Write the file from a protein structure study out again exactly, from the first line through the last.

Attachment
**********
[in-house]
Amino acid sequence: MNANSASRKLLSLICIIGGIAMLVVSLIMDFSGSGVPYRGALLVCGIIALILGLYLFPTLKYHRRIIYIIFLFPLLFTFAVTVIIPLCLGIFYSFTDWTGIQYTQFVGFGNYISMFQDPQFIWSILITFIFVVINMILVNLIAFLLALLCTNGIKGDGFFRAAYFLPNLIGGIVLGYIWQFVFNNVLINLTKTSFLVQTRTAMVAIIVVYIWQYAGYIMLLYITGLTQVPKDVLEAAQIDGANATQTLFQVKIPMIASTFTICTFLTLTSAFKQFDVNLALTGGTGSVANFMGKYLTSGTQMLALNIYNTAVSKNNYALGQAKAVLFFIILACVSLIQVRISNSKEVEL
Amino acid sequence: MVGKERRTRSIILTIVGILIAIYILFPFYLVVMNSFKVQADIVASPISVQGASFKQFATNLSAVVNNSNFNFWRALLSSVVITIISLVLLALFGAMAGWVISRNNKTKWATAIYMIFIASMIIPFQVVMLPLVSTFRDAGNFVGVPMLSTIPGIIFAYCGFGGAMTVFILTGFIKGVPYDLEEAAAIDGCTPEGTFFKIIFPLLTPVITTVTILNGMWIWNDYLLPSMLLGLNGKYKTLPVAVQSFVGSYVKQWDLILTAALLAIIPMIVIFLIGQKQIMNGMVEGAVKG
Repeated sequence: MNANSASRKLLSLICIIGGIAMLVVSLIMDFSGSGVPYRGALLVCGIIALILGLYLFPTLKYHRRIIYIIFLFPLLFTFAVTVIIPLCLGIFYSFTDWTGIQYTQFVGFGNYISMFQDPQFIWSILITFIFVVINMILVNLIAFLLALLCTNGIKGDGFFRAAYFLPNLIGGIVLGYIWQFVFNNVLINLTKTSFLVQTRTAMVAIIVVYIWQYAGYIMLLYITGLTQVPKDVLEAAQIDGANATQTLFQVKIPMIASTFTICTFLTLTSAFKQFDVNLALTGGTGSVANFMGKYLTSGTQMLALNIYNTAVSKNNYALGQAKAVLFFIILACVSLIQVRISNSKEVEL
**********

[in-house]
Amino acid sequence: MNANSASRKLLSLICIIGGIAMLVVSLIMDFSGSGVPYRGALLVCGIIALILGLYLFPTLKYHRRIIYIIFLFPLLFTFAVTVIIPLCLGIFYSFTDWTGIQYTQFVGFGNYISMFQDPQFIWSILITFIFVVINMILVNLIAFLLALLCTNGIKGDGFFRAAYFLPNLIGGIVLGYIWQFVFNNVLINLTKTSFLVQTRTAMVAIIVVYIWQYAGYIMLLYITGLTQVPKDVLEAAQIDGANATQTLFQVKIPMIASTFTICTFLTLTSAFKQFDVNLALTGGTGSVANFMGKYLTSGTQMLALNIYNTAVSKNNYALGQAKAVLFFIILACVSLIQVRISNSKEVEL
Amino acid sequence: MVGKERRTRSIILTIVGILIAIYILFPFYLVVMNSFKVQADIVASPISVQGASFKQFATNLSAVVNNSNFNFWRALLSSVVITIISLVLLALFGAMAGWVISRNNKTKWATAIYMIFIASMIIPFQVVMLPLVSTFRDAGNFVGVPMLSTIPGIIFAYCGFGGAMTVFILTGFIKGVPYDLEEAAAIDGCTPEGTFFKIIFPLLTPVITTVTILNGMWIWNDYLLPSMLLGLNGKYKTLPVAVQSFVGSYVKQWDLILTAALLAIIPMIVIFLIGQKQIMNGMVEGAVKG
Repeated sequence: MNANSASRKLLSLICIIGGIAMLVVSLIMDFSGSGVPYRGALLVCGIIALILGLYLFPTLKYHRRIIYIIFLFPLLFTFAVTVIIPLCLGIFYSFTDWTGIQYTQFVGFGNYISMFQDPQFIWSILITFIFVVINMILVNLIAFLLALLCTNGIKGDGFFRAAYFLPNLIGGIVLGYIWQFVFNNVLINLTKTSFLVQTRTAMVAIIVVYIWQYAGYIMLLYITGLTQVPKDVLEAAQIDGANATQTLFQVKIPMIASTFTICTFLTLTSAFKQFDVNLALTGGTGSVANFMGKYLTSGTQMLALNIYNTAVSKNNYALGQAKAVLFFIILACVSLIQVRISNSKEVEL